Kennecott Utah Copper
Roster of Electric and Diesel-Electric Locomotives
Index For This Page
This page was last updated on June 20, 2021.
The first non-steam locomotives came to Utah Copper's Bingham Canyon mine in 1924 Utah Copper placed two electric locomotives in service at the car dumpers at the mills. Additional cost reductions came after a series of motive power tests in 1927 to determine potential cost reductions if mine locomotives were changed to all-electric, with the results being that all-electric operations would provide significant cost reductions over the existing steam locomotives. In a series of purchases, additional electric locomotives were delivered starting in late 1928, and continued through 1929. More came in 1937, 1942, and 1952, after Kennecott's full control of Utah Copper in 1936. A final group of electric locomotives was delivered in 1955.
Electric locomotives were the sole source of motive power in the Bingham copper mine after 1929, when the last of the initial 42 electric locomotives were delivered in 1927 through 1929, and the last Utah Copper 0-6-2T steam locomotives were transferred to the Nevada mine. Although there was an early unsuccessful test of a diesel locomotive in 1926, diesel locomotives came to the Bingham mine in mid 1973 when Kennecott leased several diesel locomotives from three Class 1 railroads. Union Pacific, Denver & Rio Grande Western, and Santa Fe furnished a total of 14 locomotives. Kennecott used these 14 leased diesel locomotives to evaluate the use of diesels to replace electics, and to develop the needed operating proceedures. The first 11 Kennecott-owned diesel locomotives were delivered in January 1977, and 10 more in October 1978. The diesels were assigned to ore trains, and the remaining electrics were used on waste trains and miscellaneous service as needed. The final group of seven Kennecott-owned diesel locomotives were delivered in October 1980, bringing the total to 28 locomotives. The last electric locomotive at the Bingham mine was removed from service in late 1980 with the delivery of the final group of diesel locomotives.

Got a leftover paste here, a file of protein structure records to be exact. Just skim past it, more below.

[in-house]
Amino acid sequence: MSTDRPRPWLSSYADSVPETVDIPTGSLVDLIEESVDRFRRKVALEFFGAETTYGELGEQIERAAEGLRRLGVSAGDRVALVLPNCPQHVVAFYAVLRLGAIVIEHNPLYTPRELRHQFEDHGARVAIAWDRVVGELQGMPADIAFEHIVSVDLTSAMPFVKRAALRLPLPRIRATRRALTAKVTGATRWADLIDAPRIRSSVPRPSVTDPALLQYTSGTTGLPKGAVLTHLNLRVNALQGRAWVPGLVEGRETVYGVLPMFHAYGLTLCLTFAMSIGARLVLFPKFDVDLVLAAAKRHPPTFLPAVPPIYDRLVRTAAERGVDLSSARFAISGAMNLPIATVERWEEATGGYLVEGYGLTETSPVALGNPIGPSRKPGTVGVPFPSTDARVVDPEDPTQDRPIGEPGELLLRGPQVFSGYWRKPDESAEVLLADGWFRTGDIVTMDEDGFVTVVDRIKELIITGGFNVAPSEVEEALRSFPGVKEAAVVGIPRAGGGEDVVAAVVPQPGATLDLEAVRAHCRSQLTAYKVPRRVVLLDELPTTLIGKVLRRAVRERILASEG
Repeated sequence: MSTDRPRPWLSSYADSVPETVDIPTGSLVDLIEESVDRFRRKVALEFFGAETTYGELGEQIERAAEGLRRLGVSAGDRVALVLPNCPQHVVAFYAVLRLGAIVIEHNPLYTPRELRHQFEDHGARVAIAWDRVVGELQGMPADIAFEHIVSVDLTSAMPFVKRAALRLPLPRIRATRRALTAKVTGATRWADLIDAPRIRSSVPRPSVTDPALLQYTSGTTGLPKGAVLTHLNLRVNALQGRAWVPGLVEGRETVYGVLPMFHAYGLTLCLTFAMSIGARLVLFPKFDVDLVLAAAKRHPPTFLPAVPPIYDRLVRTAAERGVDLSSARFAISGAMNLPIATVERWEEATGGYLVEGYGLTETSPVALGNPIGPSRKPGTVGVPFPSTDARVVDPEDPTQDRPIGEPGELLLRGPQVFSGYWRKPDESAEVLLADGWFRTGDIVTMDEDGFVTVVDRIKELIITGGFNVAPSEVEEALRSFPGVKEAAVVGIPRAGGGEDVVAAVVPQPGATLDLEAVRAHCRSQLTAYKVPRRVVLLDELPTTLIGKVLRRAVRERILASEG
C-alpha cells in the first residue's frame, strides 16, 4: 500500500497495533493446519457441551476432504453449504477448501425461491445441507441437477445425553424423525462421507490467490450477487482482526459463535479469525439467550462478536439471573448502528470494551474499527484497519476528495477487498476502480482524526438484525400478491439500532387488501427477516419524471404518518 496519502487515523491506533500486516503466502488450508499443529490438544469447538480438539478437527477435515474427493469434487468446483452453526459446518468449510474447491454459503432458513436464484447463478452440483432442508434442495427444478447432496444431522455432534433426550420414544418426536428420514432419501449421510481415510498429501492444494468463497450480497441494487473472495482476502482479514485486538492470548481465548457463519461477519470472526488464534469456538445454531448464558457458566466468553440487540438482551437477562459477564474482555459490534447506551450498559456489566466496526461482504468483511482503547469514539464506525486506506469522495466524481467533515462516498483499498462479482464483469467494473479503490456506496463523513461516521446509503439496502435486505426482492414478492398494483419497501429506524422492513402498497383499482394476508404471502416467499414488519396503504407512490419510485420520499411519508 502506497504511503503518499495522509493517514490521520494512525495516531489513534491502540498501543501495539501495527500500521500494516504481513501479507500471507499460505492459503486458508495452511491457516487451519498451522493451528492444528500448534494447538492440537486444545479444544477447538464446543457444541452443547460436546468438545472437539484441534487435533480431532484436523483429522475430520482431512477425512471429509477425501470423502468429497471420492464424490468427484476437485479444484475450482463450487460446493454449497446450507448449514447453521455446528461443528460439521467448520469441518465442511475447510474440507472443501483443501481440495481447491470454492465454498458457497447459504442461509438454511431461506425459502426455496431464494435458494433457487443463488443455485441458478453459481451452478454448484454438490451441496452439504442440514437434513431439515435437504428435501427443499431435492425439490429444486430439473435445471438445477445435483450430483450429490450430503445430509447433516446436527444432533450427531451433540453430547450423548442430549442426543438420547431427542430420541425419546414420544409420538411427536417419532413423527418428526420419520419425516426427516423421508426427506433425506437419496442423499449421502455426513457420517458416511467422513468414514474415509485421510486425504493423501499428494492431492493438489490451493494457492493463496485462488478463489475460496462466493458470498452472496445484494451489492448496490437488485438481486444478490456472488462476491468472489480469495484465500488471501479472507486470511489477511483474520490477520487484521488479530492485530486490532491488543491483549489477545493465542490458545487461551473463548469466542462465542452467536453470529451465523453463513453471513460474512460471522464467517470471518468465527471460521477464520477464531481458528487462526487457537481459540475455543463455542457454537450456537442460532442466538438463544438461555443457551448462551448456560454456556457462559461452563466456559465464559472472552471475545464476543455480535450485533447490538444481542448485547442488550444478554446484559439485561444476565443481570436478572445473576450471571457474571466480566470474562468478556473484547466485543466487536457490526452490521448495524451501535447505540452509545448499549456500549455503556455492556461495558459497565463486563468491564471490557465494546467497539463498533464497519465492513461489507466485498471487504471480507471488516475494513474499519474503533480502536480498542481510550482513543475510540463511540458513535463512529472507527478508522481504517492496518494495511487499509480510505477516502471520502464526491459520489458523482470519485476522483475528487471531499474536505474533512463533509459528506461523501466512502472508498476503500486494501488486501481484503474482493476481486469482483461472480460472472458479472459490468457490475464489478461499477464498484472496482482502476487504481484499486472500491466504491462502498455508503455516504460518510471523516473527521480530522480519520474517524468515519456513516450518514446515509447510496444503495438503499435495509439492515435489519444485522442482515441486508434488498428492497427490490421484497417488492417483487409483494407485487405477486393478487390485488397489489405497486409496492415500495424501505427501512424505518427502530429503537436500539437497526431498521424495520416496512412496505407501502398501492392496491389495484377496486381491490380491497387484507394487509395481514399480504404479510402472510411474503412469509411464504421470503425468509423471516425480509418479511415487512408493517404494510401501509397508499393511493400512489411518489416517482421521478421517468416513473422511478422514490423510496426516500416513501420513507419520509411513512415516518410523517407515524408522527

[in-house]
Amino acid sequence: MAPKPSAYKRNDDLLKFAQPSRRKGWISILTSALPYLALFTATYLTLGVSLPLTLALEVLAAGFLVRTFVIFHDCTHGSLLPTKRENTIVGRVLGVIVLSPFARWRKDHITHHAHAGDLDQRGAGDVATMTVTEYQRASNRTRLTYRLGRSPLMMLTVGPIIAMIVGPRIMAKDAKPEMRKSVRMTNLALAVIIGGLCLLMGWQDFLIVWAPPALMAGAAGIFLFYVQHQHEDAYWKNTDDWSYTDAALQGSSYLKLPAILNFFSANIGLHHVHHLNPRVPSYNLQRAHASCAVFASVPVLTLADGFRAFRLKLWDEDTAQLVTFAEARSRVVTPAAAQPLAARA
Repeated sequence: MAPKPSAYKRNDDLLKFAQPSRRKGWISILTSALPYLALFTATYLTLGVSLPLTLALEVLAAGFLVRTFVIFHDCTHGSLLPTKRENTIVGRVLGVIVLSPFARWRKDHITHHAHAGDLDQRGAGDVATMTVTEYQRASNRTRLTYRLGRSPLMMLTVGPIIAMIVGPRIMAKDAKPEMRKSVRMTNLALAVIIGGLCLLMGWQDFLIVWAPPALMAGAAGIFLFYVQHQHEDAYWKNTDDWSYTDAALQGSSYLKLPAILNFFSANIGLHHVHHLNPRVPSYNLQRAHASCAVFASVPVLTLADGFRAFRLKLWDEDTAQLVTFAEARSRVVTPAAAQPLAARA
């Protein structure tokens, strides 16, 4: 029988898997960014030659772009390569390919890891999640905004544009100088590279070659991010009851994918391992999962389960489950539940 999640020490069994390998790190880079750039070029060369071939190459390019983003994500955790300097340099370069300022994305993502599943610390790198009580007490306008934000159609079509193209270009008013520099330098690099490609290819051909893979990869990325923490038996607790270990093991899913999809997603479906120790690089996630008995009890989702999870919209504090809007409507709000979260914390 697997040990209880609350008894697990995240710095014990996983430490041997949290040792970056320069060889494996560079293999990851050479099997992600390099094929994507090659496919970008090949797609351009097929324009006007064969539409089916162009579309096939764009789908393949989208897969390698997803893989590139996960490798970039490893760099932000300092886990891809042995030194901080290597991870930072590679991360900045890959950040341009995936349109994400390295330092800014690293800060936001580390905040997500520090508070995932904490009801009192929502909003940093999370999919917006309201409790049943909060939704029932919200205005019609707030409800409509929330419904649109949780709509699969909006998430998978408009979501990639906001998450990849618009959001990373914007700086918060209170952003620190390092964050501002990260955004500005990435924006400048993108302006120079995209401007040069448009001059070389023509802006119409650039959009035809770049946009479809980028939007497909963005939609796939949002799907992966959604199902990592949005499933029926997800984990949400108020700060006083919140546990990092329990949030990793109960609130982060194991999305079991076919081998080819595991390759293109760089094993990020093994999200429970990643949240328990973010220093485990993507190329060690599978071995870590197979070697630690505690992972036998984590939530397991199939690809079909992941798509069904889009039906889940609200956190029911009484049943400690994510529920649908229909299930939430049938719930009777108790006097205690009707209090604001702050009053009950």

The Bingham & Garfield remained as a steam-powered railroad until it was shut down in 1948, at which time many of the steam locomotives were scrapped. Some were retained as late as 1958 as stand-by power for the Kennecott electrified railroad.
In 1948, to replace the steam-powered Bingham and Garfield Line, Kennecott completed an entirely new, all-electric, privately owned rail line between the lowest part of the canyon at Copperton and the mills. In 1979, the locomotives on the mainline railroad were retired and replaced by new SD40-2 diesel locomotives.
Diesel locomotives were first used at the Magna and Arthur mills in 1942. The first diesels were used at the Garfield smelter in 1949 and 1950, when it was owned by Asarco. Kennecott bought the smelter in 1959, and in 1981, the three smelter locomotives were replaced by new GP39-2 diesel locomotives.
Road Number Index
(Click on a road number in the summary below to move to more detailed information.)
|80-ton Diesel Elec.||1||1949-1983||1|
|60-ton Oil-Elec. (Box Cab)||1||1926-1927||600|
|GP30||12||1973-1978||701-726 (not consecutively numbered, leased)|
|U25B||2||1973-1978||729, 731 (leased)|
|GP39-2||7||1980-2005||705-711 (high cabs)|
|RS-2||5||1978-1982||722, 729, 731, 737, 742 (ex-Nevada locomotives, and ex-902)|
|100-ton Elec.||1||1948-1982||765 (ex-600)|
|80-ton Elec.||2||1966-1974||774, 775 (ex-1000, 1001 dumper locomotives)|
|70-ton Diesel Elec.||3||1966-1982||775-777 (ex-Nevada locomotives)|
|125-ton Elec.||1||1971-1983||778 (ex-Chino locomotive)|
|GP39-2||11||1977-1983||779-789 (high cabs)|
|GP39-2||10||1978-2005||790-799 (high cabs)|
|128-ton Diesel Elec.||1||1943-1972||900|
|GP39-2||2||1983-2008||910, 911 (high cabs, ex-784, 786)|